${I}_{\nu}\left(x\right)={\displaystyle \underset{n=0}{\overset{\infty}{\sum}}\frac{1}{n!\left(\nu +n+1\right)}{\left(\frac{x}{2}\right)}^{\nu +2n}},\text{\hspace{0.17em}}x>0$

with gamma function $\Gamma \left(t\right):={\displaystyle {\int}_{0}^{\infty}{x}^{t-1}{\text{e}}^{-x}\text{d}x},t>0$ specially $\Gamma \left(n\right)=\left(n-1\right)!$ for $n=0,1,2,\cdots $ . Then we can sample the conditional probability distribution function using the rejection or inverse methods but it’s computational expensive. There is a more simple way to obtain ${X}_{1}\left(t\right)$ . Noticing that the variable

$Z\left(t\right)=\frac{4}{t}{X}_{1}\left(t\right)$ follows a non-central c^{2}-distribution, that is

$P\left[Z|{Z}_{0}\right]={\displaystyle \underset{j=1}{\overset{\infty}{\sum}}\frac{{\left(\lambda /2\right)}^{j}{\text{e}}^{-\lambda /2}}{j!}{P}_{{\chi}_{2j}^{2}}\left(Z\right)}+{\text{e}}^{-\frac{t}{4}\lambda}\delta (Z)$

where
$\lambda =\frac{4}{t}{Z}_{0}$ and
${P}_{{\chi}_{2j}^{2}}\left(x\right)$ is c^{2}-pdf with 2j degrees of freedom. Then

${X}_{1}\left(t\right)=\frac{1}{2k}\{\begin{array}{l}0\text{\hspace{0.17em}}\text{\hspace{0.17em}}\text{\hspace{0.17em}}\text{\hspace{0.17em}}\text{\hspace{0.17em}}\text{\hspace{0.17em}}\text{\hspace{0.17em}}\text{\hspace{0.17em}}\text{\hspace{0.17em}}\text{\hspace{0.17em}}\text{\hspace{0.17em}}\text{\hspace{0.17em}}\text{\hspace{0.17em}}\text{\hspace{0.17em}}\text{\hspace{0.17em}}\text{\hspace{0.17em}}\text{\hspace{0.17em}}\text{\hspace{0.17em}}\text{if}\text{\hspace{0.17em}}K=0,\\ {\displaystyle \underset{i=1}{\overset{2K}{\sum}}{z}_{i}^{2}}\text{\hspace{0.17em}}\text{\hspace{0.17em}}\text{\hspace{0.17em}}\text{\hspace{0.17em}}\text{\hspace{0.17em}}\text{\hspace{0.17em}}\text{\hspace{0.17em}}\text{\hspace{0.17em}}\text{\hspace{0.17em}}\text{\hspace{0.17em}}\text{\hspace{0.17em}}\text{\hspace{0.17em}}\text{if}\text{\hspace{0.17em}}K\ne 0,\end{array}$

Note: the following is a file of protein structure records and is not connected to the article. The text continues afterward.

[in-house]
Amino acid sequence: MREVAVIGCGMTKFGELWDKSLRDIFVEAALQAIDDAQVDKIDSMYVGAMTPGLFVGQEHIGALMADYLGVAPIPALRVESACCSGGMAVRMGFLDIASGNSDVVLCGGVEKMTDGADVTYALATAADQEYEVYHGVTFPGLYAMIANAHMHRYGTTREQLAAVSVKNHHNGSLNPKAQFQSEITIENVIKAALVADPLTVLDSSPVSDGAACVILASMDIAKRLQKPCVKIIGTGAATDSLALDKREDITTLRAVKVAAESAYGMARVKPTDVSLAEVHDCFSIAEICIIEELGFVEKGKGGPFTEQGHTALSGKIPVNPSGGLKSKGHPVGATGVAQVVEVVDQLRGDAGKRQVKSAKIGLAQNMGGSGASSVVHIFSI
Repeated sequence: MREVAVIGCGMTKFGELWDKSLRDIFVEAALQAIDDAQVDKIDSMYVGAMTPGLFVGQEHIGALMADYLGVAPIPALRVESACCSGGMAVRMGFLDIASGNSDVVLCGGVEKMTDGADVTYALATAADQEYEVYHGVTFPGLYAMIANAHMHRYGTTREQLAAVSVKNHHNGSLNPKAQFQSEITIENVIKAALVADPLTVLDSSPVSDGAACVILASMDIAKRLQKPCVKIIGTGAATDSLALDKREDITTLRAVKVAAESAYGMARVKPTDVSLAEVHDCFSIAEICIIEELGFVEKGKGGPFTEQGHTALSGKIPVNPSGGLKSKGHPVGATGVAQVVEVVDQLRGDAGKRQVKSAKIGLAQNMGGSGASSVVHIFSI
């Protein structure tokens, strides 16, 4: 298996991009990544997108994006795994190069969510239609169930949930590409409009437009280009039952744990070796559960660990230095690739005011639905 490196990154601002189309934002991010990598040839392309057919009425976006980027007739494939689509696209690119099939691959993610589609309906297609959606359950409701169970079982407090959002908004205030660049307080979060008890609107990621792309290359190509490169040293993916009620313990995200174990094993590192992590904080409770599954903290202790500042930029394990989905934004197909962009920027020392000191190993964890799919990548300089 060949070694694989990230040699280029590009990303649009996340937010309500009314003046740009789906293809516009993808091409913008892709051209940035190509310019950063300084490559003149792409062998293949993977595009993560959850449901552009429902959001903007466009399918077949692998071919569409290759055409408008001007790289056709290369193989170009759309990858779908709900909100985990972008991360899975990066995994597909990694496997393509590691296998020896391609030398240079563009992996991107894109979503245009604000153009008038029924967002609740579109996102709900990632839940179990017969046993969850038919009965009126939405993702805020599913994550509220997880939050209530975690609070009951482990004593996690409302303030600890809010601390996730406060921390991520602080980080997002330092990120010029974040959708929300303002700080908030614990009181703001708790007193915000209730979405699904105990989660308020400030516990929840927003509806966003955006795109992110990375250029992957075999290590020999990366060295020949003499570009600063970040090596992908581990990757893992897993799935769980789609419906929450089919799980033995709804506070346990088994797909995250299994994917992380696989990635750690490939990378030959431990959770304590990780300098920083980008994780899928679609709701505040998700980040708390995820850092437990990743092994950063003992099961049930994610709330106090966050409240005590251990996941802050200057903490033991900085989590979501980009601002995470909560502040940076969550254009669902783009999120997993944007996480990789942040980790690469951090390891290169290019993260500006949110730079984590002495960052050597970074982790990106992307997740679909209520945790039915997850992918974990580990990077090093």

where $k=\frac{2}{t}$ and K is chosen from a Poisson distribution with mean $\lambda /2$ and

${z}_{i}$ are independent Gaussian random numbers with zero mean and unit variance.

Generally, a non-central chi-square distribution random variable ${{\chi}^{\prime}}_{d}^{2}\left(\lambda \right)$ with d degree of freedom and non-centrality parameter λ whose probability density function is given by

$P\left[{{\chi}^{\prime}}_{d}^{2}\left(\lambda \right)=x\right]=p\left(x;d,\lambda \right)=\frac{{\text{e}}^{-\left(\lambda +x\right)/2}}{2}{\left(\frac{x}{\lambda}\right)}^{\left(d-2\right)/4}{I}_{\left(d-2\right)/2}\left(\sqrt{\lambda x}\right)$ (2.4)

see Johnson et al., 1994 [30] . This distribution is properly defined for d positive, and was extended to the case
$d=0$ by Siegel [31], afterwards was extended to the case for
$d=-2,-4,\cdots $ by Moro and Schurz [9] . They used the fact that the distribution of (0.1) can be expressed as a mixture of central c^{2} variables with Poisson weights, then it can be sample as follow: Choose K from a Poisson distribution with mean = 2, then

${{\chi}^{\prime}}_{d}^{2}\left(\lambda \right)={\chi}_{d+2K}^{2}$

And

${{\chi}^{\prime}}_{d}^{2}\left(\lambda \right)=\{\begin{array}{l}0\text{\hspace{0.17em}}\text{\hspace{0.17em}}\text{\hspace{0.17em}}\text{\hspace{0.17em}}\text{\hspace{0.17em}}\text{\hspace{0.17em}}\text{\hspace{0.17em}}\text{\hspace{0.17em}}\text{\hspace{0.17em}}\text{\hspace{0.17em}}\text{\hspace{0.17em}}\text{\hspace{0.17em}}\text{\hspace{0.17em}}\text{if}\text{\hspace{0.17em}}d+2K\le 0\\ {{\chi}^{\prime}}_{d+2K}^{2}\text{\hspace{0.17em}}\text{\hspace{0.17em}}\text{\hspace{0.17em}}\text{\hspace{0.17em}}\text{\hspace{0.05em}}\text{\hspace{0.17em}}\text{\hspace{0.17em}}\text{if}\text{\hspace{0.17em}}d+2K>0\end{array}\text{\hspace{0.17em}}\text{\hspace{0.17em}}\text{\hspace{0.17em}}\text{\hspace{0.17em}}\text{\hspace{0.17em}}\text{\hspace{0.17em}}d=0,-2,-4,\cdots $